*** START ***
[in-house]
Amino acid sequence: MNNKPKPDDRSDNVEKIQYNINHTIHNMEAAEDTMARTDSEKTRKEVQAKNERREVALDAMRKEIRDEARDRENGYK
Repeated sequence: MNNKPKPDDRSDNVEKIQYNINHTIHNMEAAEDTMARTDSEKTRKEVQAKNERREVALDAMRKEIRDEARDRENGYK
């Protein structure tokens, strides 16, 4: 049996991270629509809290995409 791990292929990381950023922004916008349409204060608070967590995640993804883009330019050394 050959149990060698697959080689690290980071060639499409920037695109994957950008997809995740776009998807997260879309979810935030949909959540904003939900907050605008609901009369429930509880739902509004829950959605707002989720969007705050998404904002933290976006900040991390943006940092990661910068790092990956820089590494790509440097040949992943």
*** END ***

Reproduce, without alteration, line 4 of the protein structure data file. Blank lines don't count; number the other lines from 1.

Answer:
């Protein structure tokens, strides 16, 4: 049996991270629509809290995409 791990292929990381950023922004916008349409204060608070967590995640993804883009330019050394 050959149990060698697959080689690290980071060639499409920037695109994957950008997809995740776009998807997260879309979810935030949909959540904003939900907050605008609901009369429930509880739902509004829950959605707002989720969007705050998404904002933290976006900040991390943006940092990661910068790092990956820089590494790509440097040949992943």